Hydrocyclone are a broad classification of settling devices that include the desilter, desander, and centrifuge. These are all basically the same device in different size which separates solids at different cut points.
Principles Of Mud Movement In Hydrocyclone
A cross-sectional diagram of a hydrocyclone is shown in the movie. The mud is pumped into the cyclone through a tangential opening at the large end of the cyclone. This results in a rotating motion of the fluid, much like a waterspout.
The resulting centrifugal force causes the particles to concentrate on the wall. The dense layer next to the wall travels downward and is ejected at the bottom of the cone. The remainder of the mud travels upward and exits through the overflow end.
At the overflow end, a short pipe extends down into the hydrocyclone past the mud intake. It stops mud from short-circuiting directly to the overflow. In effect, it taps the light portion of mud in the cyclone, allowing only the dense sludge to spirally slide down to the underflow.
If mud is fed to cyclone at too high a pressure, some of the mud will exit the overflow without having time for the solids to segregate. If the feed pressure is too low, poor separation of solids occurs. This makes it imperative that the hydrocyclone be operated at manufacturer‘s recommended pressure. Four-inch desilter are generally designed to operate at 40 – 45 psi, and six-inch desanders at 35-40 psi.
Tips for purchase and using desilter
The cut point of a solids-separation device is usually defined as the particle size at which half of the particles go to the underflow and half to the overflow. In general, the cut point is reduced as the hydrocyclone diameter is reduced. six-inch cyclones are rated at 30-35 microns cut point, 4-inch at 15-20 microns, and taken on minimum-viscosity suspensions at optimum operating conditions. As a result, they are lower than will be attained on field muds.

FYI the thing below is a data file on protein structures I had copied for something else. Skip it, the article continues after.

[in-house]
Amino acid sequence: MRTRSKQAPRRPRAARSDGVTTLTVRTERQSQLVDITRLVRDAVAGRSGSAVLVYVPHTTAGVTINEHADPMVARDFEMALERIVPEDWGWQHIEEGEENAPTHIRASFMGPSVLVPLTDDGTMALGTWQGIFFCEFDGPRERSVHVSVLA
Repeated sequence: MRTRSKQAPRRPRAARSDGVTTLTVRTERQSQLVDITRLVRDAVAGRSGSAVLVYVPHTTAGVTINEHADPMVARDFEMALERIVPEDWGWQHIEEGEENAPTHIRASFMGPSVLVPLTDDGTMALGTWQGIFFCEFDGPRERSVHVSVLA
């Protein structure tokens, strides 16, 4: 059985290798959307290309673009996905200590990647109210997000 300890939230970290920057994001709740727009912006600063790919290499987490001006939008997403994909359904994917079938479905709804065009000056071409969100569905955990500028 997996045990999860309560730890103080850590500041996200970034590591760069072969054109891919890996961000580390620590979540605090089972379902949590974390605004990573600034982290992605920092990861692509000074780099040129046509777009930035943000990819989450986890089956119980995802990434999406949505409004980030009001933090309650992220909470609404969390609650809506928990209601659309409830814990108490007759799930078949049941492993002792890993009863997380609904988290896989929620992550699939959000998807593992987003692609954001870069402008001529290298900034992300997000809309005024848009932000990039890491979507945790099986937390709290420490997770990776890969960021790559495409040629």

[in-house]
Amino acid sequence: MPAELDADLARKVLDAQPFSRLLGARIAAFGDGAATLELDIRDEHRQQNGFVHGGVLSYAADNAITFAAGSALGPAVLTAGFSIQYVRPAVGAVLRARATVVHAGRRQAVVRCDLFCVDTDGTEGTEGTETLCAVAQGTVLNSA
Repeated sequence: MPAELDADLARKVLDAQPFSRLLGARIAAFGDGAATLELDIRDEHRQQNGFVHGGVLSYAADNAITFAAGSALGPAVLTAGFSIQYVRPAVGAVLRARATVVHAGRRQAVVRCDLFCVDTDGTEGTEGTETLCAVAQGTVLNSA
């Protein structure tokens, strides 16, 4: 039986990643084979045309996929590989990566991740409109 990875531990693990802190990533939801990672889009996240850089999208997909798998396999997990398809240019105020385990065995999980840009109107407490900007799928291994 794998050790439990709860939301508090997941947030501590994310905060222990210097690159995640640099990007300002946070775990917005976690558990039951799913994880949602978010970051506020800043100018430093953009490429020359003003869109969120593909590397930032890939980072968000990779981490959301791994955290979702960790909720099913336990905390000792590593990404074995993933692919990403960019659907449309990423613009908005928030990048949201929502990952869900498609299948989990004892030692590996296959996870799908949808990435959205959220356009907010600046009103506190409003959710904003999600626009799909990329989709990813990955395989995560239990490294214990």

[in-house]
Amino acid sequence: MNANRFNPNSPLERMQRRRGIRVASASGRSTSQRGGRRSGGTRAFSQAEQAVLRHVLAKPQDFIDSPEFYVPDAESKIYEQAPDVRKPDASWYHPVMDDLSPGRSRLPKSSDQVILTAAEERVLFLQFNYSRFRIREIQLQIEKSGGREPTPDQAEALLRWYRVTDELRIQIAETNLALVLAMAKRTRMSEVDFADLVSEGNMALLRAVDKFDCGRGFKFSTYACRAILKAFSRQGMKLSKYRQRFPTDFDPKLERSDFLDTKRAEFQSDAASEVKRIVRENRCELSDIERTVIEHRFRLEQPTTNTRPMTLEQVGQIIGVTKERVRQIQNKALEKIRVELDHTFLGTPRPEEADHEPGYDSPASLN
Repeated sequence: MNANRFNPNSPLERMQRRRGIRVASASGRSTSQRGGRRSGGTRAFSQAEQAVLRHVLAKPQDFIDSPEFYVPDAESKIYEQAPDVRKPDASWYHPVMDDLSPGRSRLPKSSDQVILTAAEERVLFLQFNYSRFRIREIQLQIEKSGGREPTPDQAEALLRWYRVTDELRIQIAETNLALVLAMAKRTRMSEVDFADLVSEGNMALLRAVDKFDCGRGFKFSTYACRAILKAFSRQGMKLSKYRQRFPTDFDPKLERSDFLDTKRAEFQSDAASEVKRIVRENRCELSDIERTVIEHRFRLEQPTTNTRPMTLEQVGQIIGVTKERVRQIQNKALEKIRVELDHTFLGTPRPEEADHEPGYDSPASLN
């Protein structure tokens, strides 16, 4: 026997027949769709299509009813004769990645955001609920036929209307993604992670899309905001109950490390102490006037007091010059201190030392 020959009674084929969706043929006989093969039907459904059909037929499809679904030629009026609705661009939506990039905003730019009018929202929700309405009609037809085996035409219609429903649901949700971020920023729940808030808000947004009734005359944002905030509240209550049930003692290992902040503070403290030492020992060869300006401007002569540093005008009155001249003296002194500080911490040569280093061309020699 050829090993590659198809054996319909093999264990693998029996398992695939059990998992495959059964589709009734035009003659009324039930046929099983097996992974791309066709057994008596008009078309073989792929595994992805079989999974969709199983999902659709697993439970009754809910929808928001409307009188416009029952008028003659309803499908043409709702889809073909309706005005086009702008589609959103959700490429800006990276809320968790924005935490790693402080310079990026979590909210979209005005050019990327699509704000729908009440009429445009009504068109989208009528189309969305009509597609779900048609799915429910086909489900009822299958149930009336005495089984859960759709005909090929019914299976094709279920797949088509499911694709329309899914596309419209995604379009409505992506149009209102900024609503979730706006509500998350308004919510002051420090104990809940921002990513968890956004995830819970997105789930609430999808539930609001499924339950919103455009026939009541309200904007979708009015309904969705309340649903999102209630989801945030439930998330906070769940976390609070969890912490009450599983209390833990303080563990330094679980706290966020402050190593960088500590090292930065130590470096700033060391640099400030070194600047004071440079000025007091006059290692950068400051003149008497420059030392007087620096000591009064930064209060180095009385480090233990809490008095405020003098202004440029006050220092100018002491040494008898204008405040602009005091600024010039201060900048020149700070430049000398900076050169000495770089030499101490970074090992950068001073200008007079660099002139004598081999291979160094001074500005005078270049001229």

For a maximum removal efficiency, the underflow discharge should be in the form of a spray. A rope-shaped discharge means that some of the solids which should come out in the underflow are forced to go to the overflow.
The removal efficiency is also a function of the viscosity and density of the mud. Since the settling rate of a particle is decreased by increased viscosity and density of the mud, the percent of particles of any given size which reaches the underflow is decreased. In other words, an increasing amount of the larger particles goes to the overflow and are returned to the mud system. This means the de-silting should be started before the drilled-solids build up in a mud and increase the viscosity and density.
Solids that are not removed from the system at the first opportunity tend to be reduced in size as they are re-circulated. As they reduce in size, they not only become too small to be removed by a De-silter, but they also quickly build viscosity which reduces the efficiency of the De-silter in removing the larger particles.
When water is added to the mud, it should be added upstream from the desitler to reduce the mud viscosity and improve the efficiency of the desilter. The
Desander or fine screen shale shakers should be used ahead of the desilters to remove the larger particles that can clog or overload the desilter. Clogged discharge on the underflow of a cyclone probably accounts for more inefficient desilter performance than all other problem.
The desilter unit should be sized to handle 125 to 150 percent of the mud circulating rate. Each hydrocyclone will process from 50 to 70 gal/min. The suction, feed, and overflow lines should be sized with generous diameters and minimum lengths in accordance with good centrifugal pump installation practices.
When operated in a conventional manner, a large fraction of the particles in the Barite range is discarded by desanders and desilters. It follows that large quantities of Barite will be discarded when these devices are used on weighted muds. Normally, this will cause prohibitive costs of mud maintenance.